Group B: The Most Dangerous Period of Rally Car History
It lasted just four years and was arguably the most dangerous period in motorsport history. Some of the most spectacular rally cars ever built came from Group B, which is claimed to be the golden era of rallycross. The limits of what automakers could do were few and far between, allowing for more exotic racers to take the stage. But group B is a double-edged sword: an exciting but devastating era that ended in tragedy.
What is Group B?
After the AWD Audi Quattro revolutionized the sport, the entire classification system needed a rethink. Group B is one such classification, others included Group N, A, and C. Groups N and A required manufacturers to build 5,000 units, had strict regulations on the minimum dimensions of the car, and required each one to have at least 4 seats. They were larger, and their power was limited.
Group B, on the other hand, only required manufacturers to make 200 units, and the cars only needed two seats. It was an effort by the FIA to push purpose-built cars onto the dirt. They weren’t supposed to be family haulers of any sort, they were simply made for speed. And the rally cars that came from this set of rules were absolute monsters.
The most famous cars of Group B
Many automakers stepped up to the plate, creating wild racing machines, but a few are more famous than others. The Ford RS200 might be the most common answer to which car was the most recognizable. Though its odd design and innocent face were deceiving, this little car could rocket down the dirt thanks to its 500 horsepower engine. Though of the rally cars put on the dirt, the RS200 often broke down.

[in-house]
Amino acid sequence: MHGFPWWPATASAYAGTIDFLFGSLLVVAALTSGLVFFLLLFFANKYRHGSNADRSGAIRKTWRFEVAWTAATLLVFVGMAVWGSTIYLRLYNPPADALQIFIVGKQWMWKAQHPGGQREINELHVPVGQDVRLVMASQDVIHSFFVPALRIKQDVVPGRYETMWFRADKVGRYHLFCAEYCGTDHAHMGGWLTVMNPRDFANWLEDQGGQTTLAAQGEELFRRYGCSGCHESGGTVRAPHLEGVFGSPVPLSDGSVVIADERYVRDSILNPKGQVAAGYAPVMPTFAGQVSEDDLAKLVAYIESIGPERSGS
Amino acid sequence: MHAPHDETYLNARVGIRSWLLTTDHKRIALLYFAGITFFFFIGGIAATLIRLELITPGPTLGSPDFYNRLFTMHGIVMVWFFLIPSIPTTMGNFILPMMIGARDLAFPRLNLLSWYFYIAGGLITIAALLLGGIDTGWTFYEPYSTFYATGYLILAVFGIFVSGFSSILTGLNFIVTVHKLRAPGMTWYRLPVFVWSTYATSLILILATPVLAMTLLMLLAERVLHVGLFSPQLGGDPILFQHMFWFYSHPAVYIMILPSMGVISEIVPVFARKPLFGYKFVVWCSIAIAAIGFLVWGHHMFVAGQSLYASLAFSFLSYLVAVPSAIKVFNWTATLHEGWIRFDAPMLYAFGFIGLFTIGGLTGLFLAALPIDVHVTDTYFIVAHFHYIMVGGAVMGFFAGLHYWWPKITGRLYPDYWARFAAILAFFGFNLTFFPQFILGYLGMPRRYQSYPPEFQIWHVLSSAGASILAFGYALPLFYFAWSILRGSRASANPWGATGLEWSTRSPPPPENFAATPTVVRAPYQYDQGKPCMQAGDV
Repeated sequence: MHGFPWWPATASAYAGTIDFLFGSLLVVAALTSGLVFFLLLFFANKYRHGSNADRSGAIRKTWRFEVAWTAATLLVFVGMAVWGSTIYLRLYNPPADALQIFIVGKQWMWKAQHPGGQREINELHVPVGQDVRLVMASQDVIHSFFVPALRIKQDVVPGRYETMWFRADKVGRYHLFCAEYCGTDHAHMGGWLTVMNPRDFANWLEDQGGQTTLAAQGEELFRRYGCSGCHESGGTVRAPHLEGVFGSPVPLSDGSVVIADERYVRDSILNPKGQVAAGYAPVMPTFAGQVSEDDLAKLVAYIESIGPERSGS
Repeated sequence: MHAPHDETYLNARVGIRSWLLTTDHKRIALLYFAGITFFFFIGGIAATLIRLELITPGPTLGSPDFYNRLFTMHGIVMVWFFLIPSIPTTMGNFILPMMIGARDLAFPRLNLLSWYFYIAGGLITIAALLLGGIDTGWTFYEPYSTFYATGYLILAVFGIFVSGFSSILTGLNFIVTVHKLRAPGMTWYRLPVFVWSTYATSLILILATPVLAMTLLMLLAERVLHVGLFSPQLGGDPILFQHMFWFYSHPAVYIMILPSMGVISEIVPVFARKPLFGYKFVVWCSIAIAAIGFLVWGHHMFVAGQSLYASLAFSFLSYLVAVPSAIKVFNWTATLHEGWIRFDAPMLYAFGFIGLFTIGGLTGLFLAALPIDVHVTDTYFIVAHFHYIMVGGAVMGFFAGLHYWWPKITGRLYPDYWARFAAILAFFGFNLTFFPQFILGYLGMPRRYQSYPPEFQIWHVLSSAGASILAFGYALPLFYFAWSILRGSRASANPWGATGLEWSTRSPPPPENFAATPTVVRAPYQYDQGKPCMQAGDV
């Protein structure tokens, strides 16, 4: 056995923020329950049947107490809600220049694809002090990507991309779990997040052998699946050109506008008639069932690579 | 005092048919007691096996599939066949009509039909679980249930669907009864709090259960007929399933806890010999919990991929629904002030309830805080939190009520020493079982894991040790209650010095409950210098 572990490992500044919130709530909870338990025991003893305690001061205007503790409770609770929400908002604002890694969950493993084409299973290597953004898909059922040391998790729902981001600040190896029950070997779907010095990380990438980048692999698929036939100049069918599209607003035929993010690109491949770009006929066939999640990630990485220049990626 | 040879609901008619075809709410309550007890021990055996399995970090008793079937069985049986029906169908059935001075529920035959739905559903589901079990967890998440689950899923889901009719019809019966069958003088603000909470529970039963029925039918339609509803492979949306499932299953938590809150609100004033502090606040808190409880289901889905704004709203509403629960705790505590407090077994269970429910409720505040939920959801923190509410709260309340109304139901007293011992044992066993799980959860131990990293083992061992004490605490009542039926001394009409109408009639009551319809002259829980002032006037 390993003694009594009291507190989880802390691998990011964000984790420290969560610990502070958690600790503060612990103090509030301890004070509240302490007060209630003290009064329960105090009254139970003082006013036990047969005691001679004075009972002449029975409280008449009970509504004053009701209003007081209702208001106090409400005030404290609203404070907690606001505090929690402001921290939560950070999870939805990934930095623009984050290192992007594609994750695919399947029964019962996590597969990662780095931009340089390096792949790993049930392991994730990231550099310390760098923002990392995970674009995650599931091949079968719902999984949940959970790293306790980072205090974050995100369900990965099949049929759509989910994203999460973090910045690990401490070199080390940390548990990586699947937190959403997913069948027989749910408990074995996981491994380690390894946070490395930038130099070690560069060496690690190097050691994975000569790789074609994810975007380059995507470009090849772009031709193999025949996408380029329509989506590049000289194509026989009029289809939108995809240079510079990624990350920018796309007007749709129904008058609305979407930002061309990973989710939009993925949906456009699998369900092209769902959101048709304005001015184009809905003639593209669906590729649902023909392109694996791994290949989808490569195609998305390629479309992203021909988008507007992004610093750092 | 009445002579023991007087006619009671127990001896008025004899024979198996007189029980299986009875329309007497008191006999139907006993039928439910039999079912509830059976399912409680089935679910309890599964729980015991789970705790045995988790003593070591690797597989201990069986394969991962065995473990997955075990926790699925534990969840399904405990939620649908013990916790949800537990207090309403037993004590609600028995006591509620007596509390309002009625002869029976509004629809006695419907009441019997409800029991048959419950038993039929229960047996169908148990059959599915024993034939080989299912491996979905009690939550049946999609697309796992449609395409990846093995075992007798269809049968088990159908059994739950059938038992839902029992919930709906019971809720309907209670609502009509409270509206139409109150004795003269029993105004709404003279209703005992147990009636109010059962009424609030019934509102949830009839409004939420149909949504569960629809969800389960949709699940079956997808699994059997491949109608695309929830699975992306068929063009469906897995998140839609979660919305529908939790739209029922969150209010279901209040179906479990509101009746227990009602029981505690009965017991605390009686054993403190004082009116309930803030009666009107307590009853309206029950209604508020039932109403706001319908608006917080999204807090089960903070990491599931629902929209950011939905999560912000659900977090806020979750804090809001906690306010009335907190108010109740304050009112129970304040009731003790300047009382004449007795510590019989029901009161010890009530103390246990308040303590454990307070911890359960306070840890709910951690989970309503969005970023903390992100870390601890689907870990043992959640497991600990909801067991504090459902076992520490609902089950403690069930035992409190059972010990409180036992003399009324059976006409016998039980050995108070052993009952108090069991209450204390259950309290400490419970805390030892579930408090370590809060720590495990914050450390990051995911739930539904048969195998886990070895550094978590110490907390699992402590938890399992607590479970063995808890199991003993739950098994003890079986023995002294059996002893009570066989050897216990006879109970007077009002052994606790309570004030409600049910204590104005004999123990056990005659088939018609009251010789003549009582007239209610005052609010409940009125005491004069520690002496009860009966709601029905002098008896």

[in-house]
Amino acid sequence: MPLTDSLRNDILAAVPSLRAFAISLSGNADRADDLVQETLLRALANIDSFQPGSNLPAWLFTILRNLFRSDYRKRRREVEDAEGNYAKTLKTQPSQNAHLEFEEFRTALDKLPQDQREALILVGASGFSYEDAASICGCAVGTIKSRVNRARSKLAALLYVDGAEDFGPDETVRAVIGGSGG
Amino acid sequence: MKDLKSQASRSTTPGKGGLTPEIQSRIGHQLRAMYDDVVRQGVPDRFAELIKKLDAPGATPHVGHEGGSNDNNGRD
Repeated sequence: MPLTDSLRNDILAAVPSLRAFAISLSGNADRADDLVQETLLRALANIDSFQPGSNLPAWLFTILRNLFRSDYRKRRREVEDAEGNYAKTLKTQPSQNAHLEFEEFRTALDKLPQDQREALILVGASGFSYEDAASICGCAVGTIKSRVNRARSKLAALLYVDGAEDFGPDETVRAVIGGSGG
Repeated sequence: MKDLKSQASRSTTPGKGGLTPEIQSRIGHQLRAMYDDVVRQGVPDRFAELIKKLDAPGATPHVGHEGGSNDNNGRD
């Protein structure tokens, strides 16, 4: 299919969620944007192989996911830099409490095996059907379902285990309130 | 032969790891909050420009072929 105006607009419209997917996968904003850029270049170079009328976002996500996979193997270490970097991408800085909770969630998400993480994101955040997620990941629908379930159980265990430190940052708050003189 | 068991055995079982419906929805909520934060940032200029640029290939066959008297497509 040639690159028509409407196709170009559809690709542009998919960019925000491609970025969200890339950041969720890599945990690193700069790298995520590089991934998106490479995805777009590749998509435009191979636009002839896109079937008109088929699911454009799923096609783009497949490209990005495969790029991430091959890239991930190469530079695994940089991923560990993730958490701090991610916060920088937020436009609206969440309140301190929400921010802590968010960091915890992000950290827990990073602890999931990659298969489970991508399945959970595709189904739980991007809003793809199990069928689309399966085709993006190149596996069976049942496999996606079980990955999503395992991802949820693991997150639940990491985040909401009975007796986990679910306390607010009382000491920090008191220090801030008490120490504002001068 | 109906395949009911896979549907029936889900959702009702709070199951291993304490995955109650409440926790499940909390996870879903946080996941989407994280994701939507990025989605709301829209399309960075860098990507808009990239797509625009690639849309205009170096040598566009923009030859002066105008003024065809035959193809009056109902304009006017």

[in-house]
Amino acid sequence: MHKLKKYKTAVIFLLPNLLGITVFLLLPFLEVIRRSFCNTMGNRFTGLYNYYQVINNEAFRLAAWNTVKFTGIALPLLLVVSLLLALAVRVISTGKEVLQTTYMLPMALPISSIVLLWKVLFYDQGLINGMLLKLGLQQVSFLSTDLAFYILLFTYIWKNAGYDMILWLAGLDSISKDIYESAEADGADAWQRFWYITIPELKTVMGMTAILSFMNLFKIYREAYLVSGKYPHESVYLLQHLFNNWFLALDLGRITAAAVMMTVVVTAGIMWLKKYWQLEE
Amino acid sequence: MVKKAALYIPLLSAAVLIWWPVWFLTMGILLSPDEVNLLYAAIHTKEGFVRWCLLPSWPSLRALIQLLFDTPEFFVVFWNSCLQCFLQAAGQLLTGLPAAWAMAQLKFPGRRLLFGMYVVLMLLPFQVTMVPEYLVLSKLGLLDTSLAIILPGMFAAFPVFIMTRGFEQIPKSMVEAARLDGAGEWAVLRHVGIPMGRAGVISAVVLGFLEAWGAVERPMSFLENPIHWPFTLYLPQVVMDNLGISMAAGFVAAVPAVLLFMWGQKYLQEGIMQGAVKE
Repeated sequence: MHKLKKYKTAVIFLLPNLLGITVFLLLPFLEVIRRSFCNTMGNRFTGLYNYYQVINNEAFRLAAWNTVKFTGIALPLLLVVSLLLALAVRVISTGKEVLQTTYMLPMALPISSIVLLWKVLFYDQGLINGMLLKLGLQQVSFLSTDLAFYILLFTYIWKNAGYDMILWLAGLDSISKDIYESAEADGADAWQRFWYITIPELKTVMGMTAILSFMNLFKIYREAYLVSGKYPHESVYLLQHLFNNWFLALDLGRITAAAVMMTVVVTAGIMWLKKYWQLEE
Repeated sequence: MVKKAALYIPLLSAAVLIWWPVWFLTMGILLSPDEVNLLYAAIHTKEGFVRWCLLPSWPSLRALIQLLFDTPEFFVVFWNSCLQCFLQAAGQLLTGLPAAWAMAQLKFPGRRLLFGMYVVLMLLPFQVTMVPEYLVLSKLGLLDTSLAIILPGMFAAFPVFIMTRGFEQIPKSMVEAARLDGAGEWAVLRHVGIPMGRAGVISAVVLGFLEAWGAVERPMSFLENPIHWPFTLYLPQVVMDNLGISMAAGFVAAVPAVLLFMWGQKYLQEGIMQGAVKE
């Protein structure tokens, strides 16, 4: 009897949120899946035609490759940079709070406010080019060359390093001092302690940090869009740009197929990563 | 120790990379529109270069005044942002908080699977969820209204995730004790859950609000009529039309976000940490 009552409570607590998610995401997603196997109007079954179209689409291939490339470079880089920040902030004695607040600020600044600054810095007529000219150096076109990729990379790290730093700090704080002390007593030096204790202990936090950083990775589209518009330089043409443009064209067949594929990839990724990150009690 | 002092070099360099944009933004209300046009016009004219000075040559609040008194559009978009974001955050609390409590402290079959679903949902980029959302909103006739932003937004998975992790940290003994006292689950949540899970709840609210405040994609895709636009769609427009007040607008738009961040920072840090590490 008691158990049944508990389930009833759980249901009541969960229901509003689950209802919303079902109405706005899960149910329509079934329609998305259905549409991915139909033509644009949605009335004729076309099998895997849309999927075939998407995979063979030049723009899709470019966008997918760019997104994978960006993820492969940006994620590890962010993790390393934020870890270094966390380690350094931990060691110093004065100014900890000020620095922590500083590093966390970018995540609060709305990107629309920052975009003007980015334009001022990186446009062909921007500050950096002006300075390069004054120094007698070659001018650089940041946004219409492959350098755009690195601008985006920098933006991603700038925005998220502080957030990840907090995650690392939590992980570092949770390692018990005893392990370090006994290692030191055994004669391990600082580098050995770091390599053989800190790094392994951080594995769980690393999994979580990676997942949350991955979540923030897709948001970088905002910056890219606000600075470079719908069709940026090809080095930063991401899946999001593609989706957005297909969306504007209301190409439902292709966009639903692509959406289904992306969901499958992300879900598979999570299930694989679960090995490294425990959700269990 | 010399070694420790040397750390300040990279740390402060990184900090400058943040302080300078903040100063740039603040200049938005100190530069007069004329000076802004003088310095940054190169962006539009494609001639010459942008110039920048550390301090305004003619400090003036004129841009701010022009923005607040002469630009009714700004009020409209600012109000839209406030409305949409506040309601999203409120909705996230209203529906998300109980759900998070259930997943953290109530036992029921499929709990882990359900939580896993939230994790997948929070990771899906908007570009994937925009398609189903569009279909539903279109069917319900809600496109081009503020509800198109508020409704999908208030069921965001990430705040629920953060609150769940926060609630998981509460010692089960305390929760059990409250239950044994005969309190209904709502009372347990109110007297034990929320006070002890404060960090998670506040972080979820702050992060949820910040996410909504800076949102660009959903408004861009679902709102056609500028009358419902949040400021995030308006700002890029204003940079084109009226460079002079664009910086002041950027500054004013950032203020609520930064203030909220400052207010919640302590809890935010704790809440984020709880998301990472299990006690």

The Peugeot 205 T16, on the other hand, was the most victorious. It went on to win more stages than any other car, thanks to the turbocharged 1.7L engine that made around 350 horsepower. A lower figure, but it was more than balanced out by weight, which ended up being under a ton (1,960 lbs).
But the most infamous Group B car ever made had to have been the Lancia Delta S4. After struggling to compete with their rear-wheel-drive 037, the all-wheel-drive S4 took center stage. The car made 550 horsepower from its 1.8L turbocharged and supercharged engine, accelerating from 0-60 on the dirt in 2.7 seconds. A spectacular feat of limitless engineering, but there’s a reason the Delta S4, despite not being the most victorious, is the most significant.
What killed Group B?
It’s 1986, and the cars are all prepped to take on Italy’s Rally of 10,000 Corners. Henri Toivonen and co-driver Sergio Cresto were two others ready to tackle the challenge in their Delta S4. But on one of the turns, the car lifted off the ground, tumbled down the mountain, and burst into flames. Both Henri and Sergio were killed, and Top Gear calls it the corner that killed Group B.
Other accidents before then certainly played a part in Group B’s demise. One incident included a Ford RS200 crashing headlong into the crowd, injuring 30, and killing three. But the Delta S4 wreck was the nail in the coffin. Within hours of the accident, the FIA announced that Group B wouldn’t continue into 1987, putting the series to rest.
Some die-hard enthusiasts wish the classification would come back, allowing for more vicious machines than the rally cars of today. But many agree that it’s best to leave Group B alone, and acknowledge that it was both an innovative period of history, and a tragic one.